|Publication number||US7293280 B1|
|Application number||US 09/565,819|
|Publication date||Nov 6, 2007|
|Filing date||May 5, 2000|
|Priority date||Jul 8, 1999|
|Also published as||US7506356, US20050086703|
|Publication number||09565819, 565819, US 7293280 B1, US 7293280B1, US-B1-7293280, US7293280 B1, US7293280B1|
|Inventors||Anoop Gupta, Li-wei He, Francis C. Li, Yong Rui|
|Original Assignee||Microsoft Corporation|
|Export Citation||BiBTeX, EndNote, RefMan|
|Patent Citations (108), Non-Patent Citations (13), Referenced by (32), Classifications (58), Legal Events (4)|
|External Links: USPTO, USPTO Assignment, Espacenet|
This application stems from and claims priority to U.S. Provisional Application Ser. No. 60/142,991, filed on Jul. 8, 1999, the disclosure of which is incorporated by reference herein.
The following disclosure relates to the recording and subsequent playback of continuous multimedia content such as audio/video content, and to methods of shortening or summarizing such content for playback.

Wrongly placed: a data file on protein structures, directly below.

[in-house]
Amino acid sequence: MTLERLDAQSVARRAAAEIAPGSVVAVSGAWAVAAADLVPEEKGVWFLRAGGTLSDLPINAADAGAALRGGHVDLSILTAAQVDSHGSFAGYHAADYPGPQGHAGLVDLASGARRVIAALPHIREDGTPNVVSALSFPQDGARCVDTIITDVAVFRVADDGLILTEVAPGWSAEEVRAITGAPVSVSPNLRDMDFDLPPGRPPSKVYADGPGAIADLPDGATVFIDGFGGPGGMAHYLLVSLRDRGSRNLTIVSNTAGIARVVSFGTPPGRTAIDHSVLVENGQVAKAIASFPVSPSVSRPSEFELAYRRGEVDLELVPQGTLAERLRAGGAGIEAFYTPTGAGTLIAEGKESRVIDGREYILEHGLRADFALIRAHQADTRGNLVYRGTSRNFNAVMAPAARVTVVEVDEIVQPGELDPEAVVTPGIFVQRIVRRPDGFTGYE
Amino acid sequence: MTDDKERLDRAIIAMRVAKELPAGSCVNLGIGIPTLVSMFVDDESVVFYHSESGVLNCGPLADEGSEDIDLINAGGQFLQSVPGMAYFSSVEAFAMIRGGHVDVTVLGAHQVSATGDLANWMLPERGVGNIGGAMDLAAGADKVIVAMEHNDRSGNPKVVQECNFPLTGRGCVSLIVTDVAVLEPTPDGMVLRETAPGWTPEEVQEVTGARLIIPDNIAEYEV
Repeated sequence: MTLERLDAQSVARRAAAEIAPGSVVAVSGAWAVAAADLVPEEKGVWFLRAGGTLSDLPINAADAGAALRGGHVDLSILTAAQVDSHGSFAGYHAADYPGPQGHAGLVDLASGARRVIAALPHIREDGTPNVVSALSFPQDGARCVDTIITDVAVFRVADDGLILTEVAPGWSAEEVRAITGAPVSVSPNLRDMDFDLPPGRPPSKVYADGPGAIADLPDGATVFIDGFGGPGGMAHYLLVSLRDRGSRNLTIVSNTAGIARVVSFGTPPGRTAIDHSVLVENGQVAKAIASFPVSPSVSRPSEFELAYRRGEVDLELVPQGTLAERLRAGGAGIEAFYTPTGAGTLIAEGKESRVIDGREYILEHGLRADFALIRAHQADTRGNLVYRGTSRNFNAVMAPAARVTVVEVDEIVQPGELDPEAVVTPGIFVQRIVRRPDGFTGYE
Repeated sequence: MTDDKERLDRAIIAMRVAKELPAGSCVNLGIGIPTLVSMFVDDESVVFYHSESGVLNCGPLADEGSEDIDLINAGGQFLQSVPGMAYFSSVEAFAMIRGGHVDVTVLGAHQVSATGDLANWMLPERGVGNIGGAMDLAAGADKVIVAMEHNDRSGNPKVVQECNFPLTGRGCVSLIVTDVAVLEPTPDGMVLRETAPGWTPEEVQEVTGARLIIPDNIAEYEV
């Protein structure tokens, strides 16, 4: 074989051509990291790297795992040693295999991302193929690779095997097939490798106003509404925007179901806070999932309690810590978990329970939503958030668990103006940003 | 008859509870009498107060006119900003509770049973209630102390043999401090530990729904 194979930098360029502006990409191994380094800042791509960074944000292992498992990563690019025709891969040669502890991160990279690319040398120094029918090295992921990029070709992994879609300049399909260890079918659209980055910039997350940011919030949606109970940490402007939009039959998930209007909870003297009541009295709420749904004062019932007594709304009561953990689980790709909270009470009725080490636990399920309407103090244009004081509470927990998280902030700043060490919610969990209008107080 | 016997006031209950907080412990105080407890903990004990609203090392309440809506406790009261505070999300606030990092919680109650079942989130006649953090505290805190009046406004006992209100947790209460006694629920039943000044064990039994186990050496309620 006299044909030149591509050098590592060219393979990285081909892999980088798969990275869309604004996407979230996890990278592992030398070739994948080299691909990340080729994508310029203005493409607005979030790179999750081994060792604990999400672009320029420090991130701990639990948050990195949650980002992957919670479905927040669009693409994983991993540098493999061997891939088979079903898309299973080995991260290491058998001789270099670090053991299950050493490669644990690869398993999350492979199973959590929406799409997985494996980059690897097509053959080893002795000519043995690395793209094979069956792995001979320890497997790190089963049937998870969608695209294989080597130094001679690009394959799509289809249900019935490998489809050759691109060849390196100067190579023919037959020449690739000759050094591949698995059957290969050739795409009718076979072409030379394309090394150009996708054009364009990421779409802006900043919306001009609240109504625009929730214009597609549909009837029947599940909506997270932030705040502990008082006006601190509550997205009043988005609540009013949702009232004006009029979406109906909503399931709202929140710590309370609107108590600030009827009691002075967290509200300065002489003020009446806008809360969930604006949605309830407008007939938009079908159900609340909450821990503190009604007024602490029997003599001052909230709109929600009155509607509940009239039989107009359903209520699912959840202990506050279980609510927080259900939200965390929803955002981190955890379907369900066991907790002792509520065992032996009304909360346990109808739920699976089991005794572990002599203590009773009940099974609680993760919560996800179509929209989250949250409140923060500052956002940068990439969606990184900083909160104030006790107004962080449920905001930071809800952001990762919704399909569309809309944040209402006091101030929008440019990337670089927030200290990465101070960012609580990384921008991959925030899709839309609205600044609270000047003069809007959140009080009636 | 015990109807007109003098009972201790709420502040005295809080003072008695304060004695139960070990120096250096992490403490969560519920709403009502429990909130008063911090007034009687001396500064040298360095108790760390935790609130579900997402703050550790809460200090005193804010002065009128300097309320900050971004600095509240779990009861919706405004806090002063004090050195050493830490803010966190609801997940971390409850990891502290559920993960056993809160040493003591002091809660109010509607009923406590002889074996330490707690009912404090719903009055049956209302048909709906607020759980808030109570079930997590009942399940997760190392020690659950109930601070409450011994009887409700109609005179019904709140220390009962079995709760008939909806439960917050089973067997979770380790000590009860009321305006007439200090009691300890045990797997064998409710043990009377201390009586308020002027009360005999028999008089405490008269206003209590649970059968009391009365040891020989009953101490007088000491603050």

VCRs (video cassette recorders) have found nearly universal acceptance as a way to record and distribute audio/visual entertainment content such as motion pictures. These devices use a magnetic tape medium to store audio and video content. VCRs allow recording of several hours of audio/video content, which can then be played back as desired.
One disadvantage of VCRs and their associated tapes is the difficulty of indexing to an intermediate point in the taped content. Because of the linear nature of magnetic tape, it must be manually advanced to the point containing the desired content. Advancing the tape in this manner can take several minutes.